I guess telegraphs still exist in the 24th century, as the message of “The Game” got telegraphed to us within its first five minutes. The game in question acts as a very obvious drug metaphor, which makes this program pretty heavy-handed. It also feels like Lefler pops up here just to give Wesley a new girl. While I never loathed Wesley, I could live without him, and this return visit doesn’t make him any more endearing. Count “The Game” as a moderate dud.
Usually Trek saves its two-part episodes for season-spanning cliffhangers, but this time we find one mid-season. Unification, Parts I and II finds a startling potential defector to the Romulans: Spock (Leonard Nimoy)! The crew of the Enterprise needs to investigate this shocking turn of events. Picard visits Spock’s father Sarek (Mark Lenard) to gain information, but with the ambassador in the advanced stages of dementia, he only gets scraps of material. The Enterprise heads toward Romulus, but they need a cloaked ship to get through the Neutral Zone. They entreat the help of Klingon leader Gowron since they assisted him in the recent civil war, but his Klingon pride causes him to try to deny the Federation boost. Picard shrewdly manipulates him, and soon he and Data hop on board a Klingon craft to go toward Romulus, where they’ll pretend to be Romulans and infiltrate the joint.
While Data and Picard try to cope with Klingon “hospitality” and their side of the mission, Riker takes the Enterprise crew to pursue some mysterious Vulcan material. This leads them to a galactic junkyard, where they find further intrigue. The Enterprise follows the path of some stolen equipment while Picard and Data meet with Spock on Romulus and find further issues there. It turns out the Spock acts toward the goal of reunification of the Vulcans and Romulans, but some forces have other ideas.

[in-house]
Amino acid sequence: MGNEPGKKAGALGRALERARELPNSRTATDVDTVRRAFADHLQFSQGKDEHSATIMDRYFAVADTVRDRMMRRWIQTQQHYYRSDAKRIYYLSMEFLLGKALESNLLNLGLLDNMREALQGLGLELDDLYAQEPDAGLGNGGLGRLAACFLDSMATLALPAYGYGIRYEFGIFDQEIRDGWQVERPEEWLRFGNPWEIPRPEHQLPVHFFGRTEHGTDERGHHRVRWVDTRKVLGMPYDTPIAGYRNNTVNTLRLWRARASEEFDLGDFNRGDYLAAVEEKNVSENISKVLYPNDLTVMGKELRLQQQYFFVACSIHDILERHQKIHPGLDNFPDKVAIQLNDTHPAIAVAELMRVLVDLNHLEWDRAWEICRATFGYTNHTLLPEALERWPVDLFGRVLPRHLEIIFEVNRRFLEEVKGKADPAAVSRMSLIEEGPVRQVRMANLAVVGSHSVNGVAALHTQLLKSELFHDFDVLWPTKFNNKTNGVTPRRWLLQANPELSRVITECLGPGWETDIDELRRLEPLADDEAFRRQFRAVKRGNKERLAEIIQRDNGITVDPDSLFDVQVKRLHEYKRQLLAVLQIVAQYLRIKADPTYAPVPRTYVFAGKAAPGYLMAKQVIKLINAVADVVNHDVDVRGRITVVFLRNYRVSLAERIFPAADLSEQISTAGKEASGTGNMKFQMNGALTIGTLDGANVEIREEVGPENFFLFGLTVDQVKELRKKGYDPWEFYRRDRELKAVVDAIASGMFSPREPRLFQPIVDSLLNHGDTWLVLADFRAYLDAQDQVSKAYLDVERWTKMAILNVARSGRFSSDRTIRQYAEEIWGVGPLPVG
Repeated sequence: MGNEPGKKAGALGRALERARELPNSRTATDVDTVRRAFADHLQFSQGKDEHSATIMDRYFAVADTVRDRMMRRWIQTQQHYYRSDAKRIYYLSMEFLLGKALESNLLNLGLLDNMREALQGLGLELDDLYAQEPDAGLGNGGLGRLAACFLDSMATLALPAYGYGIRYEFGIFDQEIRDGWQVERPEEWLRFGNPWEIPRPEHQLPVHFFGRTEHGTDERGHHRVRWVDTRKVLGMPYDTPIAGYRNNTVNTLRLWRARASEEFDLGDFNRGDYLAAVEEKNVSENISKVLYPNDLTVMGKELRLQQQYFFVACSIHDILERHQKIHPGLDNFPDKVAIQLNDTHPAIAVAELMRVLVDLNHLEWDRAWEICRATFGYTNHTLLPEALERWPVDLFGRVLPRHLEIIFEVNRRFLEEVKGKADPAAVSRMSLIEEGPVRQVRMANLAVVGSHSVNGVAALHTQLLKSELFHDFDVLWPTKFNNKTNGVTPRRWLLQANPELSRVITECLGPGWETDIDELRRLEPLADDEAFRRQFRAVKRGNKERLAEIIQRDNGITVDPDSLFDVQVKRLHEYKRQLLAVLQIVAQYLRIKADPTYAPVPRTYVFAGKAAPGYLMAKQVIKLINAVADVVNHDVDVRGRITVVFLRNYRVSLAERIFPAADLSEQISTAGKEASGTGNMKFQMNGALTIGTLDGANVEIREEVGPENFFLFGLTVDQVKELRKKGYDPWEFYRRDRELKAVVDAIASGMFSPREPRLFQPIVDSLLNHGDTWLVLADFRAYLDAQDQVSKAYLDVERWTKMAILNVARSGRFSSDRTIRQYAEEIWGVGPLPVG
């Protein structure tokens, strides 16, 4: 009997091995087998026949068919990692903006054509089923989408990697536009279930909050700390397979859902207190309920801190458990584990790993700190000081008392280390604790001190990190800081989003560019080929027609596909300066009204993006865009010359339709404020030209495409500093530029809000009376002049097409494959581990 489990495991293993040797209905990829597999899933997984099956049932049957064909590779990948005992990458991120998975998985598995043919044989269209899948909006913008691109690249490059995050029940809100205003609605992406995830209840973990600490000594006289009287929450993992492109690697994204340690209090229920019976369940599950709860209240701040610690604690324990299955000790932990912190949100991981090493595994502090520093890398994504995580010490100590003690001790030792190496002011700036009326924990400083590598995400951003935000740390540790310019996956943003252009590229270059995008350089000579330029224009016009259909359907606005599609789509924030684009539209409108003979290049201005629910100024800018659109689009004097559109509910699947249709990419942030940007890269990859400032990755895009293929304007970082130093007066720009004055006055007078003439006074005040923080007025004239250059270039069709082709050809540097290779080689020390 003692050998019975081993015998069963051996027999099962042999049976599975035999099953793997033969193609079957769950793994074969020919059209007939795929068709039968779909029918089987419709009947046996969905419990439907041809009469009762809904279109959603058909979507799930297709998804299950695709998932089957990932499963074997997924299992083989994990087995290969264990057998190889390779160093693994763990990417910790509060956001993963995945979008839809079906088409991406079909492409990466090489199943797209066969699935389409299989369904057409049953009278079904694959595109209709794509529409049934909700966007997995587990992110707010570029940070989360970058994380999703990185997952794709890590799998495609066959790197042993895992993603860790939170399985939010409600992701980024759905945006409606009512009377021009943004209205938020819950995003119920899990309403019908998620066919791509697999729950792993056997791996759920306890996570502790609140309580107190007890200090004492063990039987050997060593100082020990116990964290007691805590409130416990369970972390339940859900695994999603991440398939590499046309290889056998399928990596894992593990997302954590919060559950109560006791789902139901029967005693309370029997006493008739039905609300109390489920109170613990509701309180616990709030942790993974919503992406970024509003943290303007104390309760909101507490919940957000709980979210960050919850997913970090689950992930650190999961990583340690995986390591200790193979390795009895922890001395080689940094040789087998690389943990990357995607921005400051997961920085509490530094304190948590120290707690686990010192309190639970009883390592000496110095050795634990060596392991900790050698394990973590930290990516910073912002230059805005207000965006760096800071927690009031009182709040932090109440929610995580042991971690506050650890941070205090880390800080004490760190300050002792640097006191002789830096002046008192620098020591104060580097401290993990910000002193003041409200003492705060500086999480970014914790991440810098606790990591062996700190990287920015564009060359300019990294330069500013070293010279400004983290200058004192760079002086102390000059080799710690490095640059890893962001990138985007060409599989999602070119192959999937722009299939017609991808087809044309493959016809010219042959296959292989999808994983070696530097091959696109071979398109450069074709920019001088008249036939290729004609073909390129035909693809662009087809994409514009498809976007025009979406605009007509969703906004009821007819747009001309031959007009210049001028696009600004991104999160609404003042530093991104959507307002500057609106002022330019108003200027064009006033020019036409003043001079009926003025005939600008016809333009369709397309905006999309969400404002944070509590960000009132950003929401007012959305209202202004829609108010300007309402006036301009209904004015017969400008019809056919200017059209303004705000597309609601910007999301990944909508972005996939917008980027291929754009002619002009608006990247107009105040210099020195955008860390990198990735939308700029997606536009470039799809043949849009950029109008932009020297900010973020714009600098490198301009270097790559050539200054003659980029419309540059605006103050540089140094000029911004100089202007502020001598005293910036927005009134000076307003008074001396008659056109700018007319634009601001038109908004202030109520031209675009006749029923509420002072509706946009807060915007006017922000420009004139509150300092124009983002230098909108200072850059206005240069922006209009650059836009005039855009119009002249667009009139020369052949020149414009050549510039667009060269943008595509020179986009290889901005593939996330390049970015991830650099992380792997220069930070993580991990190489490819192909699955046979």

Somewhere in the back of my head, I knew that Spock showed up during an episode of The Next Generation, but I’d essentially forgotten this. As such, his presence in “Unification” surprised me pleasantly. This marks only the second appearance of a main member of the original series; DeForest Kelley did a brief cameo in the series’ debut episode. “Unification” offers another connection to the old Enterprise crew as it occasionally refers to events seen in Star Trek VI: The Undiscovered Country.
I’m not quite sure “Unification” lives up to the expectations created by Spock’s presence, but it has its moments and seems satisfying as a whole. The Next Generation wisely avoided too many guest shots, and that makes appearances like Spock’s here more effective. How can one not enjoy watching Spock interact with Picard and Data? The latter moments are especially fun since Data always felt like the Next Generation cousin of Spock. “Unification” tosses out some predictable twists and turns at times, but it still manages to provide a good program.